What Does Biodesulfurization (BDS) Mean?
Biodesulfurization (BDS) is the process of sulfur removal from fuels by means of living organisms. It is a non-invasive approach that can specifically remove sulfur from refractory hydrocarbons under mild conditions and it can be potentially used in industrial desulfurization.
In this process, bacteria remove organosulfur from petroleum fractions without degrading the carbon skeleton of the organosulfur compounds. During a BDS process, alkylated dibenzothiophenes are converted to non-sulfur compounds.
Like other desulfurization processes, biodesulfurization helps to reduce fuel corrosion of engines and increase fuel values. The BDS process is applied to desulfurize the more recalcitrant sulfur compounds.
Corrosionpedia Explains Biodesulfurization (BDS)
Biodesulfurization (BDS) offers an attractive alternative to conventional hydrodesulfurization due to the mild operating conditions and reaction specificity afforded by the biocatalyst. Biological desulfurization of petroleum may occur either oxidatively or reductively. In the oxidative approach, organic sulfur is converted to sulfate and may be removed in process water. Oxidative does not require further processing of the sulfur and may be amenable for use at the well head where process water may then be re-injected. In the reductive desulfurization scheme, organic sulfur is converted into hydrogen sulfide, which may then be catalytically converted into elemental sulfur.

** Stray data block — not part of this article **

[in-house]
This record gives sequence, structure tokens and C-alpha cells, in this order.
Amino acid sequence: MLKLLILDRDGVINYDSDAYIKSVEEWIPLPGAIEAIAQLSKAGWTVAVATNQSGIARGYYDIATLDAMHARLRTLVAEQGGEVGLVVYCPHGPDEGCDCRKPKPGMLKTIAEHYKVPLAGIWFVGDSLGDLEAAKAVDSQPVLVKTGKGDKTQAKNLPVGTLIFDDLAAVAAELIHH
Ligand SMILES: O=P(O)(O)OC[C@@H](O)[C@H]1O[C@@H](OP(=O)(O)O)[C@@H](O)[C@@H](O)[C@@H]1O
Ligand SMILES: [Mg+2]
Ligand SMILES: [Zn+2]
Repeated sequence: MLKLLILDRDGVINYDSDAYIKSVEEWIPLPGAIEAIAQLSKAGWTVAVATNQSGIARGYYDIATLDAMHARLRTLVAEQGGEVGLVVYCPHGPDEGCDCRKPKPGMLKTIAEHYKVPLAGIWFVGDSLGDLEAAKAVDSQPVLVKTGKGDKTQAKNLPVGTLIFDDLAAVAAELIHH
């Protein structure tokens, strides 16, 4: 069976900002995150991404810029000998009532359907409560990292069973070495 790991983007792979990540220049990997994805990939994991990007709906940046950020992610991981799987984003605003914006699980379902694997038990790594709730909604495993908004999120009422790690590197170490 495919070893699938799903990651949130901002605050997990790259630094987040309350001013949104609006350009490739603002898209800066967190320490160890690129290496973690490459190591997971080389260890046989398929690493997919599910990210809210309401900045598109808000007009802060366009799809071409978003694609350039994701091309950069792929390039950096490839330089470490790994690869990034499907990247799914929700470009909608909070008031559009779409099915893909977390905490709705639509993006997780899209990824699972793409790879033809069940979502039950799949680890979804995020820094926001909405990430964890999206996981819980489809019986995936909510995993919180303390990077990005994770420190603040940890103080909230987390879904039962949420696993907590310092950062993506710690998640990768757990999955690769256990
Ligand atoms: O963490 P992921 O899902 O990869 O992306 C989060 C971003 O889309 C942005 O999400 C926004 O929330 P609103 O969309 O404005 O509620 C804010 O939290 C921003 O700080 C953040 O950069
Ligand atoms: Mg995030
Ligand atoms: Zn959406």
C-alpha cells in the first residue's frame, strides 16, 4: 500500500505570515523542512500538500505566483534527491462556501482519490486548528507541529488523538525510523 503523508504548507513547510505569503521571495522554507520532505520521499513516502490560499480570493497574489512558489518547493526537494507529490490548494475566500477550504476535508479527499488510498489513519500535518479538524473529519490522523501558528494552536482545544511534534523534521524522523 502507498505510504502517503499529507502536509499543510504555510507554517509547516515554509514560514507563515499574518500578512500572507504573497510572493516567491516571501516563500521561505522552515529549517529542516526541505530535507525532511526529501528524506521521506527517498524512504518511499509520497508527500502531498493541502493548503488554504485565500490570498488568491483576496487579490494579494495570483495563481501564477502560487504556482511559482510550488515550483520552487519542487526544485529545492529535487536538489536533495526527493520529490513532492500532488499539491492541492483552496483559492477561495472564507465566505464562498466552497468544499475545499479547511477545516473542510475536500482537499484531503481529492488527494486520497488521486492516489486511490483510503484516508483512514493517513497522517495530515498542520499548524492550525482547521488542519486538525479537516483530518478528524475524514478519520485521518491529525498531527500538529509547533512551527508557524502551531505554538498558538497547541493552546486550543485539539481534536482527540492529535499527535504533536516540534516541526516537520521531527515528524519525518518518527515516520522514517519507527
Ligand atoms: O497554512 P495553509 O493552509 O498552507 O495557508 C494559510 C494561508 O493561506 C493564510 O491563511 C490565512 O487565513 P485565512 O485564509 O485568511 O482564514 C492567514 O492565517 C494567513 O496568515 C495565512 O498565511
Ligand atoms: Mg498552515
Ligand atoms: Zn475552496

The advantage of BDS is that it can be operated in conditions that require less energy and hydrogen. BDS operates at ambient temperature and pressure with high selectivity, resulting in decreased energy costs, low emissions and no generation of undesirable byproducts.
Successful biodesulfurization processes are based on naturally occurring aerobic bacteria that can remove organically bound sulfur in heterocyclic compounds without degrading the fuel value of the hydrocarbon matrix. In this process air is used to promote sulfur removal from the feedstock.